Things that make you think when you’re outside:
• The male ring-necked pheasant is one of the most colorful birds in North America.
The top of its head is bright green. The face is iridescent red, its body is bright brown with luminous spots. Yet, when it takes three steps into ground cover, it virtually disappears.
How does that happen?
• We take daily walks with our dog on the Tunnel Hill Bike Trail. The pace of the walk is totally dependent on Beau’s mood. If he’s frisky, it’s a brisk walk. If he’s feeling laid back, it just a semi-brisk walk.
But even on mornings he’s feeling frisky, he’ll stop in mid-stride, turn around and backtrack to smell something along the trail. What could possibly be that aromatic/compelling? I’m curious, but not sure I want to sample the aroma.
• Stepped out of my house at about 9 p.m. this weekend to finish a couple of minor chores. The odor of skunk was quite evident. Should I have just forgotten my chores and headed right back into the house?
• The changing of the seasons are represented in so many small ways if you just take the time to notice. During the past week, it’s been impossible to ignore several species of mushrooms that hadn’t previously been seen. As can be expected, the more I paid attention, the more different types of mushrooms I spotted.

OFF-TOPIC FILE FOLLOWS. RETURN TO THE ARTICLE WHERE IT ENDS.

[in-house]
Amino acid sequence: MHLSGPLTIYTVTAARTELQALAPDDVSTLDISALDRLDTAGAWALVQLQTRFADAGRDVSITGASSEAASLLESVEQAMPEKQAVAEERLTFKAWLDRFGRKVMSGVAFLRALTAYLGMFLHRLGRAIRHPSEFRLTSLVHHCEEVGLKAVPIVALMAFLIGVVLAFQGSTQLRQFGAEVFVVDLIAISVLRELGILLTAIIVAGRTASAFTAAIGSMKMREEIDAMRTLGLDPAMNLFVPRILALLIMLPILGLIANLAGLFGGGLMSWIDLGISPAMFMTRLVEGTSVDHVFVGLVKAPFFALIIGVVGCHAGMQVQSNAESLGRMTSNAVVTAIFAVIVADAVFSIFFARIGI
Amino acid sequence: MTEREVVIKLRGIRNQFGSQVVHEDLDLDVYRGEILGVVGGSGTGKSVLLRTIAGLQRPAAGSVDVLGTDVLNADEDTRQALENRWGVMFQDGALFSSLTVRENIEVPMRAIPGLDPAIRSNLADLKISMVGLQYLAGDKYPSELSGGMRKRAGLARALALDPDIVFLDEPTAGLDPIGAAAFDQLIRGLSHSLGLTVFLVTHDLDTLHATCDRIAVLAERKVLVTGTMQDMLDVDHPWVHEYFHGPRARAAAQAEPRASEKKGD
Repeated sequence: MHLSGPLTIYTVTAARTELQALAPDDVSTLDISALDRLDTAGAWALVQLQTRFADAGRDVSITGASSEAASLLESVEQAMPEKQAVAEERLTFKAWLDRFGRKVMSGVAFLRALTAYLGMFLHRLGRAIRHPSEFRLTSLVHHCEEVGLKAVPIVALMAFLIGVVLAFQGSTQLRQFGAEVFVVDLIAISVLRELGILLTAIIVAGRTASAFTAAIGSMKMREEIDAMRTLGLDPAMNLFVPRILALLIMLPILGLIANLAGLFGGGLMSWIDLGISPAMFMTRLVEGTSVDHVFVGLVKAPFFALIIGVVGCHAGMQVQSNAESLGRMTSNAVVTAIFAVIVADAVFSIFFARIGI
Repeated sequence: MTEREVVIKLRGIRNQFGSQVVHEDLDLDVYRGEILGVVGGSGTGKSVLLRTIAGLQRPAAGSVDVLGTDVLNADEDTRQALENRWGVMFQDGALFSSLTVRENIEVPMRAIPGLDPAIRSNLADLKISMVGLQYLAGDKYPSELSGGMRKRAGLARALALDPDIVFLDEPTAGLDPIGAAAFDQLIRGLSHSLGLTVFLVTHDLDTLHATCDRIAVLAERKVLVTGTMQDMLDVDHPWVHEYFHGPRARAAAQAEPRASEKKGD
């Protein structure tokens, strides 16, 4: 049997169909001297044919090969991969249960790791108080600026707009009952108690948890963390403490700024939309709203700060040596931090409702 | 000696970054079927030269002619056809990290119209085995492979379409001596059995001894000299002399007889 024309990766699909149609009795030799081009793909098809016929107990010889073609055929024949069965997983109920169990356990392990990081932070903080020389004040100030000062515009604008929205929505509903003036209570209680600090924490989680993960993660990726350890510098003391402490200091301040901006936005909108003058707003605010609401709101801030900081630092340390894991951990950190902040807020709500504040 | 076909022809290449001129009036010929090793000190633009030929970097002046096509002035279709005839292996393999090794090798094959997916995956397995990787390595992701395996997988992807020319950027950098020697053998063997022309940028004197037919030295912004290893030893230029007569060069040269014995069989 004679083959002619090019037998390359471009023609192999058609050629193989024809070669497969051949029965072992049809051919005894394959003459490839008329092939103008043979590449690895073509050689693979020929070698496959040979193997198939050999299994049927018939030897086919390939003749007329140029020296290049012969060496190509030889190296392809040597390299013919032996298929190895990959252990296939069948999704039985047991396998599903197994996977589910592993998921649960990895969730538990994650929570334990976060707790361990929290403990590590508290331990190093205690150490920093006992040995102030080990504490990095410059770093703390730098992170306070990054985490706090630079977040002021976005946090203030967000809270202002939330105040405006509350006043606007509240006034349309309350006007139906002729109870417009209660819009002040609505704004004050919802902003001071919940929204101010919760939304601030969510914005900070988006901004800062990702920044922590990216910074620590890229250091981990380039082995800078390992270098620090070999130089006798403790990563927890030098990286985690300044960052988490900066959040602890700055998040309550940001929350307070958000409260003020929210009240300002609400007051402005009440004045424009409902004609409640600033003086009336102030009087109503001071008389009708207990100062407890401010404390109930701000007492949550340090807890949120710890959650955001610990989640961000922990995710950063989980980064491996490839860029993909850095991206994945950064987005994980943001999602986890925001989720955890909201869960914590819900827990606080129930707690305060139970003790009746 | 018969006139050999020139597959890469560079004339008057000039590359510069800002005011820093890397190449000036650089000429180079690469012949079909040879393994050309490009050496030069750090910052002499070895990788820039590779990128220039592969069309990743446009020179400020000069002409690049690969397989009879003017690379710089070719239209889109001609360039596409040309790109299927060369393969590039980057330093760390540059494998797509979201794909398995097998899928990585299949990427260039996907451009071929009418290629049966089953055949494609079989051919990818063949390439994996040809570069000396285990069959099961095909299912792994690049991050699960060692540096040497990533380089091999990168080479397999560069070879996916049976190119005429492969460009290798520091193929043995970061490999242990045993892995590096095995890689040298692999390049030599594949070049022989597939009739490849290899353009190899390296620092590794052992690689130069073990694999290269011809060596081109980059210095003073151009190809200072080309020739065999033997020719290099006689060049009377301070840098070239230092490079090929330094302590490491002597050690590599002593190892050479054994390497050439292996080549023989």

Also noticed a funnel-type spider web earlier this week. Seeing all these things makes me realize how much there is to learn.
Much of the past week was spent chasing down the exploits of Trey McKinney.
• What the heck happened to the days when I’d get to fish 2-3 days a week? While driving Illinois 13 across Crab Orchard Lake last week, it dawned on me that I haven’t caught a fish all year. It’s not that I’m an awful fisherman, I’ve yet to wet a line this year.
• Gov. Bruce Rauner signed a bill last week that will forced hunters to pay the State of Illinois restitution for poaching deer. I applaud the legislature for passing the bill and the governor for signing it.
But, it does raise a question. Why wasn’t this done years before? Why don’t we take things like poaching and littering more seriously? The attitude of hunters and anglers has changed significantly since I started this job about 30 years ago.
There has been a gradual change in Beau, my soon to be 9-year-old golden retriever.
There is much less of a “wink-wink, nod-nod” attitude about game laws. If hunters and anglers don’t respect the resource, who will?
• This may be the wettest summer I ever remember. We haven’t been inundated. There hasn’t been any flooding. At the same time, I’ve mowed my lawn three times every two weeks all summer. I can never remember that happening before.
• The seasons are a-changing. Black walnuts are dropping from trees. The buckeye tree in my front yard is turning. The leaves will be gone soon.
• To the large doe I encountered at Crab Orchard National Wildlife Refuge I encountered recently, thanks for the visit. The doe was grazing peacefully while I was traveling Refuge Drive. She barely looked up as the car approached, but gave me her full attention when the car came to a complete stop.
She pranced nervously for a few seconds when the window was lowered and a camera appeared. We stared each other down for a minute or two. When she determined I was harmless, she finished her brunch. When I drove off, she was still eating.